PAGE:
A&A: Public right to to speak denied at school board meetings

Q: I need help defending the  public’s right to speak at open meetings. At school board meetings, board members will not let members of the public comment for the established time of three minutes. School district staff speaks for three minutes and then the public gets three minutes. Often times the chair does not allow the public the chance to speak at all. The chair always interrupts the public speaker. I have audio and visual recordings, but I would appreciate any advice or help that you may provide me.

A: As background, California’s open meeting law, known as the Brown Act, requires that “[e]very agenda for regular meetings shall provide an opportunity for members of the public to directly address the legislative body on any item of interest to the public, before or during the legislative body’s consideration of the item, that is within the subject matter jurisdiction of the legislative body.” Gov’t Code section 54954.3(a).

The scope of comment permitted at a regular meeting includes not only agenda items, but any item within the body’s jurisdiction that has not already been considered at a previous meeting where public comment was permitted. The Act’s public comment requirements create a “limited public forum” under the First Amendment. See Baca v. Moreno Valley Unified School Dist., 936 F. Supp. 719, 729 (C.D. Cal. 1996).

Spaces such as sidewalks and parks have traditionally been used for conduct protected by the First Amendment, and are considered “public forums,” and therefore conduct in these forums is protected by the First Amendment and can only be restricted if a high standard is met.

The other end of the spectrum is the “non-public forum,” or places not traditionally open to the public for speech or petition-related activities. Restrictions in non-public forums need only be reasonable and are generally upheld. In between these two extremes are “limited public forums,” or areas that traditionally have not been made open to the public, but have become public forums for at least some purposes because the government body that regulates a particular area has made it available for use by the public.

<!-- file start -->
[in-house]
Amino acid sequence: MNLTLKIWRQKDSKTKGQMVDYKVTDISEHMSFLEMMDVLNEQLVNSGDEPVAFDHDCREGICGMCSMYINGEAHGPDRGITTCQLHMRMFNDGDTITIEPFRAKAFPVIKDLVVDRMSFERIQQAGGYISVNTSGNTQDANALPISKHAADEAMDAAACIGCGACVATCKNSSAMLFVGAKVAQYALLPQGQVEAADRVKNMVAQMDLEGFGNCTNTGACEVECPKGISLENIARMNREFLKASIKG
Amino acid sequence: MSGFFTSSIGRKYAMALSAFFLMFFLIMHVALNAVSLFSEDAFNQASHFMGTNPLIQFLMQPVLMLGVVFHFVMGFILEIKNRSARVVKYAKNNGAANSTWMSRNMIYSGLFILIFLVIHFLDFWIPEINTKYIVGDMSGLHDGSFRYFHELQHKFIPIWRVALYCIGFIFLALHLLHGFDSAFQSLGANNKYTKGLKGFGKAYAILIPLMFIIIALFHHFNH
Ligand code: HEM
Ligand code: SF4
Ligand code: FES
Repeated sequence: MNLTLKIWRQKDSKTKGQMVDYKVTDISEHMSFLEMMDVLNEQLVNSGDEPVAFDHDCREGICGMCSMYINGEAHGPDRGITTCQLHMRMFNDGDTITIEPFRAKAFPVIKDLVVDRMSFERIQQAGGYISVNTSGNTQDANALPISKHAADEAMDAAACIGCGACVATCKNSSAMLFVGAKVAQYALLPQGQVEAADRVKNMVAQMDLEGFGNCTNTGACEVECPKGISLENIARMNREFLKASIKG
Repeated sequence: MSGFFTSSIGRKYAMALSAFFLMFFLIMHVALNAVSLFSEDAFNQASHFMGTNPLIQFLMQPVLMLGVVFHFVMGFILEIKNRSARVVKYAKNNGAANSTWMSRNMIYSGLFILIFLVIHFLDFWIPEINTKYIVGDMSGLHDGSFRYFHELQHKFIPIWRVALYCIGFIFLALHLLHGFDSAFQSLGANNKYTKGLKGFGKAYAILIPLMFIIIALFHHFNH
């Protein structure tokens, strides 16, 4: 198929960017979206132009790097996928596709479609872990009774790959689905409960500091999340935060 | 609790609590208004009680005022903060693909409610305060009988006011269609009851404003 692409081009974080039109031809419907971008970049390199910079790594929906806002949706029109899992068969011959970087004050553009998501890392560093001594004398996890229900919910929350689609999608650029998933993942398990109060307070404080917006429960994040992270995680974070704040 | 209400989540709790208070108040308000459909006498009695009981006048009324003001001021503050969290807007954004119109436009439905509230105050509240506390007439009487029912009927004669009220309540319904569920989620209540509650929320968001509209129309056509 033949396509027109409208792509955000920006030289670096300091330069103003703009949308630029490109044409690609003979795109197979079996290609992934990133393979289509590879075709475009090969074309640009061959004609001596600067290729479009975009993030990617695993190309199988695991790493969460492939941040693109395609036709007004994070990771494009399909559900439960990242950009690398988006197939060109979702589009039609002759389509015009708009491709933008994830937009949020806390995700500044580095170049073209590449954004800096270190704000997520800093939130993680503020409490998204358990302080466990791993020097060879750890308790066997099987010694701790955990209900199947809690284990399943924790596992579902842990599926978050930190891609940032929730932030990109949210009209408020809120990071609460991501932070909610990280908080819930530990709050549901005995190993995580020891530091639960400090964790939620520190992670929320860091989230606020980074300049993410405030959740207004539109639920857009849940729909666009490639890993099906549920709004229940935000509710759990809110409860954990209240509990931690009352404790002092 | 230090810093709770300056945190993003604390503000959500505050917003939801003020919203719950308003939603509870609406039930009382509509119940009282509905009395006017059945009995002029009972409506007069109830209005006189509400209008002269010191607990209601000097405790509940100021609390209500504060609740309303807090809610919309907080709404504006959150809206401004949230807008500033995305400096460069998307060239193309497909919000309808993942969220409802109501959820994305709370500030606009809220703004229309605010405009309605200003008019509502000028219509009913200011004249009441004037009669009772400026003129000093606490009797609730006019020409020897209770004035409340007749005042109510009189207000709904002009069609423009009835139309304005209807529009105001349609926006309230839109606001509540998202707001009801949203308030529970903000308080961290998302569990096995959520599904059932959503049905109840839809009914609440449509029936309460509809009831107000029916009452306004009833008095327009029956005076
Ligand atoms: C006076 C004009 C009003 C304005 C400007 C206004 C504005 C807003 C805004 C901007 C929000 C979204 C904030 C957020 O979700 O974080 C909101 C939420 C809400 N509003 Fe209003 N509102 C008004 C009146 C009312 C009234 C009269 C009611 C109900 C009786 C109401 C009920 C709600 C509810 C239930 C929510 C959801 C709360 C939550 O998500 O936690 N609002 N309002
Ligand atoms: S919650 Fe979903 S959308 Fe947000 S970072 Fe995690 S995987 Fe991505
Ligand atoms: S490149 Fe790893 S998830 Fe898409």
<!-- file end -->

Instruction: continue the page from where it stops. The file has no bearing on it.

The same high standard that applies to public forums — the restriction must be narrowly drawn and serve a compelling interest — also applies to limited public forums where the conduct fits within the time or purpose for which the place has been made open. See Perry Educ. Ass’n v. Perry Local Educators’ Ass’n, 460 U.S. 37, 45 (1983). The finance commitee meeting would fit into this “limited public forum” category since it is governed by the Brown Act.

The Brown Act permits legislative bodies to adopt “[r]easonable regulations” for public comment periods, including regulations limiting the total amount of time allocated for public testimony on particular issues and for each individual speaker, but the body may not “prohibit public criticism of the policies, procedures, programs, or services of the agency, or of the acts or omissions of the legislative body.” Gov’t Code section 54954.3(b), (c).

The First Amendment also limits the ability of legislative bodies to restrict speech based on its content. In order to restrict speech in a public forum or limited public forum, reasonable time, place and manner regulations are permissible, but restrictions must be “content neutral” (as opposed to “content based”) and narrowly tailored to serve a significant government interest, and must allow ample alternative channels of communication. Perry Educ. Ass’n, 460 U.S. at 45. Restrictions on speech in a public forum “must be justified without reference to the protected speech’s content.” ACLU v. City of Las Vegas, 466 F.3d 784, 792 (9th Cir. 2006).

Content-neutral restrictions are those that are both viewpoint and subject matter neutral, i.e., do not contain any restrictions based on either the ideology of the message or the topic of the speech, whereas content-based restrictions are those that endeavor to restrict or prohibit speech based on either the viewpoint or subject matter. See, e.g., Boos v. Barry, 485 U.S. 312, 320 (1988).